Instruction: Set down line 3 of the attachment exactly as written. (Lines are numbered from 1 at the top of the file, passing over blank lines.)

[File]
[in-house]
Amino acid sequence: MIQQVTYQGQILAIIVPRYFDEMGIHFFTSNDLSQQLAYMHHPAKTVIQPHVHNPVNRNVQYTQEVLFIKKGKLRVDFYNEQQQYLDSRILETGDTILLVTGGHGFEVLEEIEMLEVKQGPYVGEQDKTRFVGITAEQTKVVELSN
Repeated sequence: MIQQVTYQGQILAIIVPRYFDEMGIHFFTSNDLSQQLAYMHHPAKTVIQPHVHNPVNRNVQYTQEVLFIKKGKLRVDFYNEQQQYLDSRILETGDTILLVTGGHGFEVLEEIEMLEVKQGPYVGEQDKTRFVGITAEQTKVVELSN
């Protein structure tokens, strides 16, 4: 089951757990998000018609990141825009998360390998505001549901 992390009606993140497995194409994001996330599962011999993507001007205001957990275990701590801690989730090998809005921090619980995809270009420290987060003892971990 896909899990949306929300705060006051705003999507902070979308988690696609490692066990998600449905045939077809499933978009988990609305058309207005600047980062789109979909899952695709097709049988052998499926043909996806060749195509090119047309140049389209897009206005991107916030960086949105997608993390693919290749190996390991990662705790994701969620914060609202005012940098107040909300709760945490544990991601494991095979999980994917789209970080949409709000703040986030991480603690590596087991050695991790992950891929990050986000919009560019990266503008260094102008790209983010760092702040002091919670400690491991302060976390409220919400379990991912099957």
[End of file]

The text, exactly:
Repeated sequence: MIQQVTYQGQILAIIVPRYFDEMGIHFFTSNDLSQQLAYMHHPAKTVIQPHVHNPVNRNVQYTQEVLFIKKGKLRVDFYNEQQQYLDSRILETGDTILLVTGGHGFEVLEEIEMLEVKQGPYVGEQDKTRFVGITAEQTKVVELSN